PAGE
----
Get access

Energy hyperspace for stacking interaction in AU/AU dinucleotide step: Dispersion-corrected density functional theory study


  • This article was originally published online as an accepted preprint. The “Published Online” date corresponds to the preprint version. You can request a copy of the preprint by emailing the Biopolymers editorial office at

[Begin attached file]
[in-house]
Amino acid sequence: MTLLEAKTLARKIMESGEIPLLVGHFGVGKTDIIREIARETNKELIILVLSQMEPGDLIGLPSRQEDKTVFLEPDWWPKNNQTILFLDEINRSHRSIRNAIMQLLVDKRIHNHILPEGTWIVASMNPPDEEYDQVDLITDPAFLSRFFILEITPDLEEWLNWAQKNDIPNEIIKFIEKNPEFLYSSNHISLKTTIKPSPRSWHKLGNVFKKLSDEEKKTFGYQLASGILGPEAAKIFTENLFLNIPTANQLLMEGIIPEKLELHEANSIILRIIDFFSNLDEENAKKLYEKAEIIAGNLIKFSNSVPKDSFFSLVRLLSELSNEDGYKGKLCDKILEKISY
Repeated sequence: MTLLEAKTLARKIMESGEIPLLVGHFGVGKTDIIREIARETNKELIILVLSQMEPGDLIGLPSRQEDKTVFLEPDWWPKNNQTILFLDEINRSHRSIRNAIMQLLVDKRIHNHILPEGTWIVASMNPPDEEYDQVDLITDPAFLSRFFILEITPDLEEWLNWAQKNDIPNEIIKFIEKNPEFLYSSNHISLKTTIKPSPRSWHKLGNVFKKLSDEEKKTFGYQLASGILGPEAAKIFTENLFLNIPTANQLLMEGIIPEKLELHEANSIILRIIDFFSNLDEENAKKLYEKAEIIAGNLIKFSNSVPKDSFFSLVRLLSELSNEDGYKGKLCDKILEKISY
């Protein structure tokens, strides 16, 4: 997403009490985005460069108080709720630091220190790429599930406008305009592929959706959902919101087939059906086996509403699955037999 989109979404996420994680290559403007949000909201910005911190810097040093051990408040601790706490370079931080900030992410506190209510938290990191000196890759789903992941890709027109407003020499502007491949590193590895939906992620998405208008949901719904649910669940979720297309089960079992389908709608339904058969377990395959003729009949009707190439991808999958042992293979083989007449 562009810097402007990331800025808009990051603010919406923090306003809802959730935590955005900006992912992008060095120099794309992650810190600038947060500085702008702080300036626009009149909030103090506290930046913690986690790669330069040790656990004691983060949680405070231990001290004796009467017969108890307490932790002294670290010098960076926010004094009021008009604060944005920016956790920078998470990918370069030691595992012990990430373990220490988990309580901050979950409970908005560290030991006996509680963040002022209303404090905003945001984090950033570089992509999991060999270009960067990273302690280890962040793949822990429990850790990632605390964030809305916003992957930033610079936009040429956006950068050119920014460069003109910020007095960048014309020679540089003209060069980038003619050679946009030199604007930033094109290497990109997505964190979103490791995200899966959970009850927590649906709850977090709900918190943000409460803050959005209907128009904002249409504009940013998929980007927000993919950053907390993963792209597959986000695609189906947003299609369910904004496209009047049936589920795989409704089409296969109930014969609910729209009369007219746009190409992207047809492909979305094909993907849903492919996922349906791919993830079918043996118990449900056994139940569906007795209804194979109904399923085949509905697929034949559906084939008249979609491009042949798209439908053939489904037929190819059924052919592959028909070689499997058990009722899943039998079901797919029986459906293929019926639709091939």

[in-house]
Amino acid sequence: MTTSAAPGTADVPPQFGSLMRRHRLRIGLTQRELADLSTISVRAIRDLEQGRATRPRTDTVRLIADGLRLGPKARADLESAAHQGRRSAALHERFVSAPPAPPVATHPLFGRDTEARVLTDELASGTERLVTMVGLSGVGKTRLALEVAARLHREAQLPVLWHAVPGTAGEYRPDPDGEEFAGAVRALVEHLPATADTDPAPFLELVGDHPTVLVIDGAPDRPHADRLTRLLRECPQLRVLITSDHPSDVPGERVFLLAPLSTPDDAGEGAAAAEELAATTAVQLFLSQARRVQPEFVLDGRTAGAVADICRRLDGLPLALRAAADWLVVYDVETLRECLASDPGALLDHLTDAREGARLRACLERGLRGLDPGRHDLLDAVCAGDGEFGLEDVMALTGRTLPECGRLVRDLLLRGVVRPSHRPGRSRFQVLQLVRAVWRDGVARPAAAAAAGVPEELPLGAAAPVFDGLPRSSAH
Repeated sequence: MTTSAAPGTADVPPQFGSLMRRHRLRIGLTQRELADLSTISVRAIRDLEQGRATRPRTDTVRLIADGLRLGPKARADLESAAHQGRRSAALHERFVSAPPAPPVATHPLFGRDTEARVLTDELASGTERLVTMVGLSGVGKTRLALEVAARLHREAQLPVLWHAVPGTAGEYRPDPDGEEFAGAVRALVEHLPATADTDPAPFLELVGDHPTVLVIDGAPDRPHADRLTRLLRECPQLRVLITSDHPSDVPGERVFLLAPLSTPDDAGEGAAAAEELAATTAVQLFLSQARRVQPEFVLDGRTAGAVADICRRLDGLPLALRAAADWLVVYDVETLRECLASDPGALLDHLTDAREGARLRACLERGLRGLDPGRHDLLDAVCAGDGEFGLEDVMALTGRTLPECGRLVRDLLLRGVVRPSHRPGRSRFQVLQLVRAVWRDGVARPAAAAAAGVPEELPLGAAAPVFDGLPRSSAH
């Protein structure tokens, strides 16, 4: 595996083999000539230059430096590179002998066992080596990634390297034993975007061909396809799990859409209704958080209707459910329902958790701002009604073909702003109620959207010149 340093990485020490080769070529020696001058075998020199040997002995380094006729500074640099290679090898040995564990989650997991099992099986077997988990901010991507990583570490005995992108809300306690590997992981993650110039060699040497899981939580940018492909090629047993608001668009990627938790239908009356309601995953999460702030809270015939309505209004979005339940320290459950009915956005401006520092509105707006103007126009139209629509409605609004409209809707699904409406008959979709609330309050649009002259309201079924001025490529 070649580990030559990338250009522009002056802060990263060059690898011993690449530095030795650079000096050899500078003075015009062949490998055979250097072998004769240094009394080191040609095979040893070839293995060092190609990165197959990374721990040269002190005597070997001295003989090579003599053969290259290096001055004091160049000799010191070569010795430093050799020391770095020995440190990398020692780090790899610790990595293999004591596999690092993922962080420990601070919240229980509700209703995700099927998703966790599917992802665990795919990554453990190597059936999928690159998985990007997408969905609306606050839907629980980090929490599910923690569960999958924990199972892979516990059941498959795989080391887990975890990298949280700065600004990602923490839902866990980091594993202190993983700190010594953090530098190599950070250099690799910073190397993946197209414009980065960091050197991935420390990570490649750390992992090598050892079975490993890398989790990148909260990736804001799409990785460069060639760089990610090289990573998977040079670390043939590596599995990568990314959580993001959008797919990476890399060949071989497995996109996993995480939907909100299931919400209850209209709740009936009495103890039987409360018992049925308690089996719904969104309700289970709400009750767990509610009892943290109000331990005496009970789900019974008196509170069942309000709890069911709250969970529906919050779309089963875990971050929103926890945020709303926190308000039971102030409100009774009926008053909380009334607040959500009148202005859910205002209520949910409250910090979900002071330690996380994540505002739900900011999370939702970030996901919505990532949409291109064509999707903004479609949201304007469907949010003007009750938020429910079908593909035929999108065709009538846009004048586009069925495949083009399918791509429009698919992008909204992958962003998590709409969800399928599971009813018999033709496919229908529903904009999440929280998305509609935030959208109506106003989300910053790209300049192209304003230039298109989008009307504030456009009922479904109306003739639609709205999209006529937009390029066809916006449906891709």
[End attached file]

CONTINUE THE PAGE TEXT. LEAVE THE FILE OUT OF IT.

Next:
Double helical structures of DNA and RNA are mostly determined by base pair stacking interactions, which give them the base sequence-directed features, such as small roll values for the purine–pyrimidine steps. Earlier attempts to characterize stacking interactions were mostly restricted to calculations on fiber diffraction geometries or optimized structure using ab initio calculations lacking variation in geometry to comment on rather unusual large roll values observed in AU/AU base pair step in crystal structures of RNA double helices. We have generated stacking energy hyperspace by modeling geometries with variations along the important degrees of freedom, roll, and slide, which were chosen via statistical analysis as maximally sequence dependent. Corresponding energy contours were constructed by several quantum chemical methods including dispersion corrections. This analysis established the most suitable methods for stacked base pair systems despite the limitation imparted by number of atom in a base pair step to employ very high level of theory. All the methods predict negative roll value and near-zero slide to be most favorable for the purine–pyrimidine steps, in agreement with Calladine's steric clash based rule. Successive base pairs in RNA are always linked by sugar–phosphate backbone with C3′-endo sugars and this demands C1′–C1′ distance of about 5.4 Å along the chains. Consideration of an energy penalty term for deviation of C1′–C1′ distance from the mean value, to the recent DFT-D functionals, specifically ωB97X-D appears to predict reliable energy contour for AU/AU step. Such distance-based penalty improves energy contours for the other purine–pyrimidine sequences also. © 2013 Wiley Periodicals, Inc. Biopolymers 101: 107–120, 2014.